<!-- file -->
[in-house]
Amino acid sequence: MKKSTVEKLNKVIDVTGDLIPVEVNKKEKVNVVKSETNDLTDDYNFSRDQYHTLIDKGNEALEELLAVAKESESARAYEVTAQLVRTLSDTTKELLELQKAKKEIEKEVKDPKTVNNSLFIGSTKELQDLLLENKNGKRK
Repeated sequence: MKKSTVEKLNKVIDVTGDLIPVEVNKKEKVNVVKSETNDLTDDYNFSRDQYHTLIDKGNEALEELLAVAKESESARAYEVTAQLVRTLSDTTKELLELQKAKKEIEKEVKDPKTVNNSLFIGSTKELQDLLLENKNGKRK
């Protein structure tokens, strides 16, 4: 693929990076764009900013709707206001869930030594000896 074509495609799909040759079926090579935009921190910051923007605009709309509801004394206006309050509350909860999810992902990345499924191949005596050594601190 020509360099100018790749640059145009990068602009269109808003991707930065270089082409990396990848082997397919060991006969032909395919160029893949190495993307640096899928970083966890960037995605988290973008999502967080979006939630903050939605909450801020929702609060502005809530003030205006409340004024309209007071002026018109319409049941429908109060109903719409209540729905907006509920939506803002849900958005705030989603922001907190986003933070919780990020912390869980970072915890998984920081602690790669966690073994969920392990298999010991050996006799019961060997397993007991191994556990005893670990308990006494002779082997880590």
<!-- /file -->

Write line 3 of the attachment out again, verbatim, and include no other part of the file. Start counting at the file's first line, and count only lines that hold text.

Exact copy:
Repeated sequence: MKKSTVEKLNKVIDVTGDLIPVEVNKKEKVNVVKSETNDLTDDYNFSRDQYHTLIDKGNEALEELLAVAKESESARAYEVTAQLVRTLSDTTKELLELQKAKKEIEKEVKDPKTVNNSLFIGSTKELQDLLLENKNGKRK